Cumbria Truck Centre has seized a new opportunity opened up by government plans to privatise MoT testing for commercial vehicles.

The company has invested £200,000 to set up an Authorised Testing Facility (ATF) at its site at Townfoot, Longtown.

Operators can bring their vehicles for testing, which is carried out by staff from the Department for Transport's Vehicle and Operator Services Agency (Vosa).

Before 2010, all commercial vehicle testing was carried out at Vosa sites.

But Vosa's parent body, the Driver and Vehicle Standards Agency, has a long-term plan to close its network of testing stations.

Testing will instead be carried out at privately-owned ATFs, although Vosa inspectors will still do the job to ensure standards are maintained.

There are now more than 400 ATFs but the new site in Longtown is only the third in Cumbria. The others are at John Beaty Transport in Penrith, and at Stagecoach in Barrow.

Cumbria Truck Centre's ATF opened last Thursday  and it says demand is high.

Brian Wheadon, vehicle and fleet maintenance director, said: “This is a great opportunity to offer our existing customers an improved set of services, as well as attracting new customers to our one stop shop facilities.” 

The project has been 12 months in the making and involved construction of a purpose-built building to house the ATF.

It is able to test all types of commercial vehicles, trailers and coaches, except those carrying flammable cargoes.

One additional employee has been recruited, ATF advisor Derek Minskip, a former manager with the parcel courier Yodel.

He said: “Initially we are operating three days a week on Mondays, Thursdays and Fridays, but we've had to put in extra days in November because of the demand.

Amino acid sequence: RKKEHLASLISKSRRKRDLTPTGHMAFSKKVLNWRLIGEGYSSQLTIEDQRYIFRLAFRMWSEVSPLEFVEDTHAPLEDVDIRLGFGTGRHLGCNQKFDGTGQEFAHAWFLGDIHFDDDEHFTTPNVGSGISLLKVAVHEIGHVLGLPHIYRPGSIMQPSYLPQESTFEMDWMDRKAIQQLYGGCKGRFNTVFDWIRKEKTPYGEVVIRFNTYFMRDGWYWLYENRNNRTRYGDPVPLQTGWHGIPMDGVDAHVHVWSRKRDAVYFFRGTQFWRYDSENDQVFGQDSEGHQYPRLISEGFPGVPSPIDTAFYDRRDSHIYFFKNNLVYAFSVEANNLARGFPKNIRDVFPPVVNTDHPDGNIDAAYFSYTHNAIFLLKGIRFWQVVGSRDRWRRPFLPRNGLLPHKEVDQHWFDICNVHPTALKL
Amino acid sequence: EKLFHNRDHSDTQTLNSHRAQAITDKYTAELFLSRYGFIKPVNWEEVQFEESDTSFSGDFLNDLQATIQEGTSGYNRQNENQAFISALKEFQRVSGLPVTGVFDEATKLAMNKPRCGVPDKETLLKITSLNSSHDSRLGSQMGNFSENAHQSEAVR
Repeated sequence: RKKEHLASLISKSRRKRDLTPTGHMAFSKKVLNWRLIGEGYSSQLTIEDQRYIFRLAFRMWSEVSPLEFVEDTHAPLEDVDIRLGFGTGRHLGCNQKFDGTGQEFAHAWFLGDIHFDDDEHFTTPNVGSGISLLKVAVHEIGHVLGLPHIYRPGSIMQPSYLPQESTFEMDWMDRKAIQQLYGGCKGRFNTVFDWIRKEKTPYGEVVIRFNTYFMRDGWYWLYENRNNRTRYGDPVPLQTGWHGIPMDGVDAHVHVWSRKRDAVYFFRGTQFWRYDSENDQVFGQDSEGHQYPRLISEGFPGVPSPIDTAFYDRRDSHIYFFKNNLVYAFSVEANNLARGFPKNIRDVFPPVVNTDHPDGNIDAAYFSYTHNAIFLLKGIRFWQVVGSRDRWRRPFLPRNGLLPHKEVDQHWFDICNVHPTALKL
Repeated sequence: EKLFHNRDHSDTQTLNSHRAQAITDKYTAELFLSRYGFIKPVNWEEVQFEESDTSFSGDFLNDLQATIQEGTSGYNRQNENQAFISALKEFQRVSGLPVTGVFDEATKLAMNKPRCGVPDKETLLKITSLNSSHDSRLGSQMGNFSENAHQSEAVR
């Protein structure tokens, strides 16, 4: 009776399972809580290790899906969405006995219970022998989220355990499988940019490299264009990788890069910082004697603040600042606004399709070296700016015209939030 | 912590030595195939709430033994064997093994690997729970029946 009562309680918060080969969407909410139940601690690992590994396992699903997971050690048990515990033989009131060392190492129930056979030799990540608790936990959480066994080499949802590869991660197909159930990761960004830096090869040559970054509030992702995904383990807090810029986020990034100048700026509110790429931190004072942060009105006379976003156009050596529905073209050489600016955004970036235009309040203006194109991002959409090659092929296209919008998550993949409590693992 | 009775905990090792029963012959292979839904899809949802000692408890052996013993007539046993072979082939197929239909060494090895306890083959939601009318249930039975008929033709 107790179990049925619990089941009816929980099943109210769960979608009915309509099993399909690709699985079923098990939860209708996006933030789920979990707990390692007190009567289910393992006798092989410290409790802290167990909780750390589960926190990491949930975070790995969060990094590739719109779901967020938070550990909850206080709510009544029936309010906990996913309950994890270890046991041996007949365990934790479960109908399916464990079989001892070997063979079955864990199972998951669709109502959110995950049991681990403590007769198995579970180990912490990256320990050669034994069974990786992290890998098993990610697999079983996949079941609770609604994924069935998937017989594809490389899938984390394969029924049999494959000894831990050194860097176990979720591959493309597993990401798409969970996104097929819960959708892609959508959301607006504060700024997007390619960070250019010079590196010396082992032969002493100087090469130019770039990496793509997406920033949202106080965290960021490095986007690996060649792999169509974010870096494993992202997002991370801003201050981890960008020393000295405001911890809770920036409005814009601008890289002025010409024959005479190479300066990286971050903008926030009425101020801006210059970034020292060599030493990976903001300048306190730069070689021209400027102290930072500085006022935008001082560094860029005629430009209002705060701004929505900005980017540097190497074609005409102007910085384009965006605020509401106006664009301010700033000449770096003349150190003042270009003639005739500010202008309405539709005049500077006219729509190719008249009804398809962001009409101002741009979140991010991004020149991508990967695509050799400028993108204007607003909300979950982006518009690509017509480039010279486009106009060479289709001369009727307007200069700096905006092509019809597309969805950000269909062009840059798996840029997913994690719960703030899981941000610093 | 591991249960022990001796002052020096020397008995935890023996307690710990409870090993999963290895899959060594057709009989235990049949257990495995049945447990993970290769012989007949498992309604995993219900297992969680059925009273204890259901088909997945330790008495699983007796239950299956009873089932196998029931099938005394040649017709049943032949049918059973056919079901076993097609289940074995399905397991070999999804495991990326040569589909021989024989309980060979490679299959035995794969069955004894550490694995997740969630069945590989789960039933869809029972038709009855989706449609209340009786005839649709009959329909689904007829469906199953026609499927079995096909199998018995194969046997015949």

“The plan is to step up to a four-day operation next year, and eventually five days.” 

Vosa still has three testing stations in Cumbria – at Kingstown in Carlisle, Lillyhall near Workington, and Milnthorpe – but these will close as more ATFs come on stream.

Unions opposed the introduction of ATFs, arguing they would lead to the privatisation of testing itself.

They also say that, once Vosa's sites have gone, there is a danger that gaps in the network could appear should private operators pull out.

But the Driver and Vehicle Standards Agency claims the new system is working well, allowing testing to be carried out at or near where vehicles are maintained.

It says that 90 per cent of vehicle operators are happy with the system, and 96 per cent of ATFs are satisfied with the service provided by VOSA inspectors.

In all, 72 per cent of commercial vehicle tests are now carried out at ATFs.

Alastair Peoples, chief executive of the Driver and Vehicle Standards Agency, said: “ATF customers from across the country tell me they have seen savings on fuel costs, vehicle down time, lower CO2 emissions and improved first-time pass rates.

"I fully expect to hear similar feedback from operators and drivers using this facility.”

Cumbria Truck Centre is a division of Wm Armstrong, a firm dating from 1927, which offers haulage, warehousing and distribution services.

It employs more than 200 people and operates 100,000sq ft of warehousing storage facilities.

Cumbria Truck Centre hopes that its ATF will bring new customers who will take advantage of other services, such as the sale of Isuzu trucks, and commercial tyre supply and fitment.

Potential customers are invited to an open day on Wednesday, from noon to 6pm, when visitors can view the ATF and ask questions.